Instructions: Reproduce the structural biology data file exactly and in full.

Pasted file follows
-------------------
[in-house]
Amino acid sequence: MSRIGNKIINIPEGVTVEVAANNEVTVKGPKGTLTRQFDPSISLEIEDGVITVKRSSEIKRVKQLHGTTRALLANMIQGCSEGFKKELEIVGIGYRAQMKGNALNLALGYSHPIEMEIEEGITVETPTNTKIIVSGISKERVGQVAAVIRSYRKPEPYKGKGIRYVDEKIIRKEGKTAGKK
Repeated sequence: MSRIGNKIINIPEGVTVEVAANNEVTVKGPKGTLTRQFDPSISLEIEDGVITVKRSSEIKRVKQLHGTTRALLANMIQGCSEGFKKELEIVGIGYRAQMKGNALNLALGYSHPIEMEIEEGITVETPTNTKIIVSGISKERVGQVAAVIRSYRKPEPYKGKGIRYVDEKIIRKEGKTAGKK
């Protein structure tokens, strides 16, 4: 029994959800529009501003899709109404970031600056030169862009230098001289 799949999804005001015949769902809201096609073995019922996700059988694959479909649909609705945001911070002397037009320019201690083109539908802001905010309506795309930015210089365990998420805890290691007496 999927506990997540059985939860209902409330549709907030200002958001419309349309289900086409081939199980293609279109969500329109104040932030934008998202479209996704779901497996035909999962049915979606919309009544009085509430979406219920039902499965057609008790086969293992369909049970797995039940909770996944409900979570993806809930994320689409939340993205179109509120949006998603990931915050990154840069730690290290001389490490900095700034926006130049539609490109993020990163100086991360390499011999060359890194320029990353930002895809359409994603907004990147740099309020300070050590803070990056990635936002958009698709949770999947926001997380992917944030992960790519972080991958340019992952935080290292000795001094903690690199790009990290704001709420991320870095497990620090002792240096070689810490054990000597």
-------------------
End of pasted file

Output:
[in-house]
Amino acid sequence: MSRIGNKIINIPEGVTVEVAANNEVTVKGPKGTLTRQFDPSISLEIEDGVITVKRSSEIKRVKQLHGTTRALLANMIQGCSEGFKKELEIVGIGYRAQMKGNALNLALGYSHPIEMEIEEGITVETPTNTKIIVSGISKERVGQVAAVIRSYRKPEPYKGKGIRYVDEKIIRKEGKTAGKK
Repeated sequence: MSRIGNKIINIPEGVTVEVAANNEVTVKGPKGTLTRQFDPSISLEIEDGVITVKRSSEIKRVKQLHGTTRALLANMIQGCSEGFKKELEIVGIGYRAQMKGNALNLALGYSHPIEMEIEEGITVETPTNTKIIVSGISKERVGQVAAVIRSYRKPEPYKGKGIRYVDEKIIRKEGKTAGKK
């Protein structure tokens, strides 16, 4: 029994959800529009501003899709109404970031600056030169862009230098001289 799949999804005001015949769902809201096609073995019922996700059988694959479909649909609705945001911070002397037009320019201690083109539908802001905010309506795309930015210089365990998420805890290691007496 999927506990997540059985939860209902409330549709907030200002958001419309349309289900086409081939199980293609279109969500329109104040932030934008998202479209996704779901497996035909999962049915979606919309009544009085509430979406219920039902499965057609008790086969293992369909049970797995039940909770996944409900979570993806809930994320689409939340993205179109509120949006998603990931915050990154840069730690290290001389490490900095700034926006130049539609490109993020990163100086991360390499011999060359890194320029990353930002895809359409994603907004990147740099309020300070050590803070990056990635936002958009698709949770999947926001997380992917944030992960790519972080991958340019992952935080290292000795001094903690690199790009990290704001709420991320870095497990620090002792240096070689810490054990000597």